What Should the Next Berkeley Journalism Dean Do? Who Should the Next Berkeley Journalism School Dean Be?
U.C. Berkeley Symposium:
Journalism Education: Finding New Leaders for Changing Times
11-12:45: Panel: J. Bradford DeLong, Ted Glasser, Nicholas Lemann, Alan Mutter, Geneva Overholser, and Tom Rosenstiel
As prepared for delivery:
Let me take the long road, and start with three examples that crossed my desk Wednesday from what claims to be--and probably is--America's finest newspaper, the New York Times.
The first by Jason McLure is picked up from Reuters:
Jason McLure: Perry… [said] "While Main Street's been struggling, the cash has still been flowing to Wall Street financiers and Beltway profiteers…. My career has been outside of Washington, always."
Now you and I know that for the past thirty years at least the Republican Party has been the party of less regulation for the banks and less taxes on the bankers, and that that has not changed. Does Jason McLure clue low-information voters into this? No. Low-information readers reading McLure think that Perry wants to be tough on banks.
The second is Tom Friedman:
Here we are in America again on the eve of a major budgetary decision by yet another bipartisan ‘super committee,’” observes Thomas Friedman in the New York Times, “and does anyone know what President Obama’s preferred outcome is? Exactly which taxes does he want raised, and which spending does he want cut?
Matthew Yglesias tells Friedman that he could Uncover Presidential Proposals By Using The World-Flattening Internet to read innumerable speeches, volumes of paper, and talking points, and learn that Obama wants to see:
- The American Jobs Act--$200 billion a year over the next two years of tax cuts and infrastructure investments.
- $150 billion a year over the next ten years in tax increases (very heavily weighted toward top earners).
- $120 billion a year over the next ten years in cuts below normal growth rates in "discretionary" programs.
- $100 billion a year over the next ten years in cuts below projected growth in "mandatory" programs--$40 billion a year in reduced debt interest and $30 billion a year from cutting fees paid to specialists and hospitals (and raising those paid to primary care physicians).
Low-information voters reading Friedman think that Obama has not made his preferences clear. And that is just wrong.
The third--and now I am going to pick on Jackie Calmes, who I know knows more than I do about the budget and about internal administration thinking on economic policy--who earlier this week wrote:
Spotlight Fixed on Timothy Geithner, a Man Obama Fought to Keep: [M]any economists fault Mr. Obama and Mr. Geithner for being too timid…. “I just don’t think they tried hard enough, and I’ve told the administration that,” said Alan S. Blinder, an economist at Princeton and former vice chairman of the Federal Reserve. “They haven’t done the really difficult things — like using a lot more public money. Yes, there are legal complexities, political difficulties and all that. But stemming this epidemic of foreclosures was — and still is — vitally important.” Officials say that Mr. Obama does not blame Mr. Geithner…. Many underestimated the crisis, they note, and Congressional Republicans’ opposition has limited the administration’s options…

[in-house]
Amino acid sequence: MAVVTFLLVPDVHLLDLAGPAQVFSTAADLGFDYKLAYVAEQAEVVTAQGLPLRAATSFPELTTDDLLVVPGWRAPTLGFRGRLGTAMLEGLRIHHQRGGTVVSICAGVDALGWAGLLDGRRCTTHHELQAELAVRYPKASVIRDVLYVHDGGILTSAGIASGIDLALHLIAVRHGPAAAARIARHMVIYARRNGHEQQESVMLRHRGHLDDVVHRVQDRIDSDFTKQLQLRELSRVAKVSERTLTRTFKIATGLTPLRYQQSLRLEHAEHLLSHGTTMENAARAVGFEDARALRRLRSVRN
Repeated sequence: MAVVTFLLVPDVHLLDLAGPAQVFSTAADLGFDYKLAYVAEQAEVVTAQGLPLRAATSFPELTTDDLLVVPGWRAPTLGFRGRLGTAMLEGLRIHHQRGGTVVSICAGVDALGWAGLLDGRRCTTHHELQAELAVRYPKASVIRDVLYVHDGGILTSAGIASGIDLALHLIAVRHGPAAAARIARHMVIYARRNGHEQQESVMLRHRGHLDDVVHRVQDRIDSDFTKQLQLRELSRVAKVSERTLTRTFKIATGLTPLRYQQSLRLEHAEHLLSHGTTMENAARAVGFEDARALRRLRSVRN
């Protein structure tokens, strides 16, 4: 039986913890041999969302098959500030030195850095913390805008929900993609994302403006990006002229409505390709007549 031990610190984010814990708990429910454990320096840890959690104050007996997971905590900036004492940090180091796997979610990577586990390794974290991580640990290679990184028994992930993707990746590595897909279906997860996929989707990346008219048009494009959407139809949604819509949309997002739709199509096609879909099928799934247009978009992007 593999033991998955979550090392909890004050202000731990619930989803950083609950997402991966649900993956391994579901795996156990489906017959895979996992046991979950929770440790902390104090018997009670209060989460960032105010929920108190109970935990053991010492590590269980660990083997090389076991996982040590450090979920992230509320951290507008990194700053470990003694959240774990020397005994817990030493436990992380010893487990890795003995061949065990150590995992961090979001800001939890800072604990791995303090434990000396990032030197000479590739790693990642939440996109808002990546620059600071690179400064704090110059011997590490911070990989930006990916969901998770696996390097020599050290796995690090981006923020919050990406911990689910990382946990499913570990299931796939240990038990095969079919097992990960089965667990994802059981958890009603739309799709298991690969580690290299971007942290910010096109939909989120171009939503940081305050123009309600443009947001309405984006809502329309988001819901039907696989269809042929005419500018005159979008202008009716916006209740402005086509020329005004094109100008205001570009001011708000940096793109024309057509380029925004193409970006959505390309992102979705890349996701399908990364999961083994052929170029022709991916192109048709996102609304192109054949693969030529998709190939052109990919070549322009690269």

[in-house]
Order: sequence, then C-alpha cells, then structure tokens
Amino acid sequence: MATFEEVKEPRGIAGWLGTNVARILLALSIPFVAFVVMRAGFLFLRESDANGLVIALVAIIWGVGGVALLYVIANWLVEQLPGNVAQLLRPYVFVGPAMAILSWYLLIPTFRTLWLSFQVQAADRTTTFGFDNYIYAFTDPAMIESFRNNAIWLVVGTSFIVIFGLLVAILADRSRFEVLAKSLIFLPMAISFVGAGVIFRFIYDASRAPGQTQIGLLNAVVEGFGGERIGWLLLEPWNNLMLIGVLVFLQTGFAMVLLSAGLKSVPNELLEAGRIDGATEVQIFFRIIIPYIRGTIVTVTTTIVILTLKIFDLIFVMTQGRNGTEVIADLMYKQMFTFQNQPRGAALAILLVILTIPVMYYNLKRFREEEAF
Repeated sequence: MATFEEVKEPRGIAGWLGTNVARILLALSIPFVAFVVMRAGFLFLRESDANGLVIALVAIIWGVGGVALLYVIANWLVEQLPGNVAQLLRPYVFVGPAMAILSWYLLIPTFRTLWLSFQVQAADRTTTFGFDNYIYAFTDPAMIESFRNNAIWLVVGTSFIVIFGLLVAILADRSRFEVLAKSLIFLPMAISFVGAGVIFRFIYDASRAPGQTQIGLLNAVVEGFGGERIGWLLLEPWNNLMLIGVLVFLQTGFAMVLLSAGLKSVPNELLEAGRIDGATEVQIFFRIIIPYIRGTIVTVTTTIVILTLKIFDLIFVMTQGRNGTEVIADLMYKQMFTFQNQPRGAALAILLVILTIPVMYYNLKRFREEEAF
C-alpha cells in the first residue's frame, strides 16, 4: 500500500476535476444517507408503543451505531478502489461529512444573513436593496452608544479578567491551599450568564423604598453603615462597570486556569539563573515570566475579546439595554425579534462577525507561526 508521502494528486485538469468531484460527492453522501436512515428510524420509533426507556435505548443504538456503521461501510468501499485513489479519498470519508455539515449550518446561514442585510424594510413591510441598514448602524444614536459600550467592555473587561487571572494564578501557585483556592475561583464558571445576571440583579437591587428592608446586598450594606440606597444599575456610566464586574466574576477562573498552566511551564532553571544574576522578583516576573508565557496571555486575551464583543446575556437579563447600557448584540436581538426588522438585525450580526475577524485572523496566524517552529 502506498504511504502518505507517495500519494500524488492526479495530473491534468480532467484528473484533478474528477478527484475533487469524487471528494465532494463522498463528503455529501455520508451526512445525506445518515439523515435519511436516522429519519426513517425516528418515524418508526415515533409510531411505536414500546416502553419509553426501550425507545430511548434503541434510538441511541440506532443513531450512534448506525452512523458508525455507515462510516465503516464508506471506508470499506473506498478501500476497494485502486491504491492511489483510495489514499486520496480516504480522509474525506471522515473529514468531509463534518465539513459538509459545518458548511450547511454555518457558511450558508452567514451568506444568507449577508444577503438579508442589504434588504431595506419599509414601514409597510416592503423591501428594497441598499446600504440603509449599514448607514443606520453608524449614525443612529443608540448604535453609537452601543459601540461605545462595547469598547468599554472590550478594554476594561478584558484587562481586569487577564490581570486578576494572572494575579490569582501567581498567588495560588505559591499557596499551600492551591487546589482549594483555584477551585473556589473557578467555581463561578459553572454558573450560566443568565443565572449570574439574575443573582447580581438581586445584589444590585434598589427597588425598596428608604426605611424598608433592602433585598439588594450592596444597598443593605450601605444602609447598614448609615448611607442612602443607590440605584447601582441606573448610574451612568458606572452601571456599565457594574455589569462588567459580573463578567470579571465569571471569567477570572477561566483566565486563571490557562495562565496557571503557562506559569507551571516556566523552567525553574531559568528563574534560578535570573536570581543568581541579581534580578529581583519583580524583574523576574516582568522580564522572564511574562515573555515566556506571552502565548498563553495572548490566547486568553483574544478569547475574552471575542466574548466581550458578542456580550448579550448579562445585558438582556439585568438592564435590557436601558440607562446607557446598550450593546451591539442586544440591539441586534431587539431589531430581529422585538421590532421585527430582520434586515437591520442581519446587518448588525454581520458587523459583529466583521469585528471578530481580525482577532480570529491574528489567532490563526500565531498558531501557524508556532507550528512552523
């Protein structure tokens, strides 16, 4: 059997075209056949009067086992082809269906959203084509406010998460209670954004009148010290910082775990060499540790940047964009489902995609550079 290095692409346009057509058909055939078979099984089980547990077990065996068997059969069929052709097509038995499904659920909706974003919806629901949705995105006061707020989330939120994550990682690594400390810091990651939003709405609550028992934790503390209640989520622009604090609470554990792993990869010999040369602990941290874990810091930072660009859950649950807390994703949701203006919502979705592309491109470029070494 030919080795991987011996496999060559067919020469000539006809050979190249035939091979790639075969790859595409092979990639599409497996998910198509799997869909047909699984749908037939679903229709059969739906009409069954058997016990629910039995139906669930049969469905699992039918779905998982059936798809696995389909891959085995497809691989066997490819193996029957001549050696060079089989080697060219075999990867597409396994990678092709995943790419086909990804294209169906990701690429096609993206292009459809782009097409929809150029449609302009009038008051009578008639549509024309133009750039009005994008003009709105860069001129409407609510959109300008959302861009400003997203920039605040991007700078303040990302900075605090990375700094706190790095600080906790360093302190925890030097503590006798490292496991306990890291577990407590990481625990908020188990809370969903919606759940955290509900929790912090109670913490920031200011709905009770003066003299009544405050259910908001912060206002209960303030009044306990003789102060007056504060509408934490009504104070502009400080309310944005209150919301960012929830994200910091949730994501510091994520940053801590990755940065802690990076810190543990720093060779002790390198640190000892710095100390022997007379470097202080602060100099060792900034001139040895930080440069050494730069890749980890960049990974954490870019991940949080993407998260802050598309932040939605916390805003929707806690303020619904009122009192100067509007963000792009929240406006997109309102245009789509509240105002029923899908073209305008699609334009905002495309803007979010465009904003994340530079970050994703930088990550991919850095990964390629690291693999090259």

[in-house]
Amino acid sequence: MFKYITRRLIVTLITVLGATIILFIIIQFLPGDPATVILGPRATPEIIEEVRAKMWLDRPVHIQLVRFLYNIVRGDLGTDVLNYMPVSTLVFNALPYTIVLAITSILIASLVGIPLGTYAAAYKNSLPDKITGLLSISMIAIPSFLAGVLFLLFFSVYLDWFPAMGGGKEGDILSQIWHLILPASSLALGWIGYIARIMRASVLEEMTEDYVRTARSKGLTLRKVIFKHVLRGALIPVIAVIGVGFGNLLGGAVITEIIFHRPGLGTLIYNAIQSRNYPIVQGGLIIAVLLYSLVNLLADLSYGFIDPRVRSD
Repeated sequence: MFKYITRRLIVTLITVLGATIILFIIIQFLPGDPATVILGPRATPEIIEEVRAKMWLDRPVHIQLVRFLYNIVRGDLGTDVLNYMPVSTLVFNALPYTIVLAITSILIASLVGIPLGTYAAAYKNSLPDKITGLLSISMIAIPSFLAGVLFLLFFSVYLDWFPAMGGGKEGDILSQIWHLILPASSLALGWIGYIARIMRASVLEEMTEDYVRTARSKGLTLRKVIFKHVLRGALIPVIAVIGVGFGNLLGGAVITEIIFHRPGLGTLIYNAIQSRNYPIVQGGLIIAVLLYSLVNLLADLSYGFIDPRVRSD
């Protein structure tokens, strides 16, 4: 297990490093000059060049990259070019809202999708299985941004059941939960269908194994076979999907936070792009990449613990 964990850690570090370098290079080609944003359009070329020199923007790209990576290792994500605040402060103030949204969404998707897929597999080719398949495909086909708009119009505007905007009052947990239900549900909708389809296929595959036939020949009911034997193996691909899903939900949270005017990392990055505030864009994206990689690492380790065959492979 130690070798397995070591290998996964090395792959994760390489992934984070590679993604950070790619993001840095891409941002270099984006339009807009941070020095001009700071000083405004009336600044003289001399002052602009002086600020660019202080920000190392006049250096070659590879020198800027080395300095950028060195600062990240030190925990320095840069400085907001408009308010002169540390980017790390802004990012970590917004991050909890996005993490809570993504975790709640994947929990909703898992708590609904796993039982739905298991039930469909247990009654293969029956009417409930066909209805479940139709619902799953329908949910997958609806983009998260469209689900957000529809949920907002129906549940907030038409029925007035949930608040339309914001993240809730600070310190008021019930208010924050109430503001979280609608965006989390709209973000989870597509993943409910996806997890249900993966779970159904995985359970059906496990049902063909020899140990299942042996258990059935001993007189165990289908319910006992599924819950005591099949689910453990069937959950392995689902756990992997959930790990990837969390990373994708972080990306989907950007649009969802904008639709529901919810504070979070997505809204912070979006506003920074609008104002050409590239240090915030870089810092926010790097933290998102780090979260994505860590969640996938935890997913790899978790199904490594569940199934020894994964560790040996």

Now us high-information types notice that the people Calmes cites who defend Geithner (a) are currently employees of Barack Obama, and (b) do not give their names.
We think that Jackie Calmes is winking at us.
People who won't give their names have lower credibility than people who do--especially when they people who do give their names are criticizing a political and policy ally. People who work for a principal have lower credibility than outsiders who don't have a direct dog in the fight.
Low-information voters, however, are unlikely to attribute meaning to these subtle cues.
The article they read tells them that Alan Blinder may be being too hard on a dedicated public servant.
If Jackie Calmes had given any of a rather large number of critics a surrebuttal to the unnamed "officials", they would have said:
Nearly all underestimated the crisis in December 2008. But other Obama officials recognized the seriousness of the downturn by February or June or October of 2009 or at the latest by July 2010. And Geithner kept underestimating it, and appears to be underestimating it to this day.
Geithner made--over the objections of many--a host of policy moves--reappointing Bernanke as Fed Chair, leaving other Federal Reserve seats open, not leveraging up TARP authority, not preparing FHFA for a more activist role--that today limit the administration's power all on their own, independent of Congressional Republicans' opposition.
But she does not give Alan Blinder a surrebuttal, and so the story carries an esoteric message for people like me and a much less informative exoteric message for most of its readers.
All three of these seem to me to be examples of journalism that is, frankly, broken.
Now one point of view is that it has always been thus. Beat reporters--whether covering the Perry campaign or the Treasury--need the cooperation of those they cover to match their peer beat reporters, and so the most they can do is to wink at high-information readers to indicate that they are not fooled, and perhaps afterwards write a book. Contrast the reporting on Iraq from the Washington Post's Rajiv Chandrasekaran and Tom Ricks in the paper with their subsequent books Imperial Life in the Emerald City and Fiasco: The American Military Adventure in Iraq, and be amazed.
However, the local media lock on classified ad and other revenue is eroding. The business model supporting opinions-of-shape-of-the-earth-journalism is collapsing. The next journalism dean needs to figure out what will replace it, and how to prepare journalism students to thrive in whatever will replace it.
What? How? God only knows. I do not.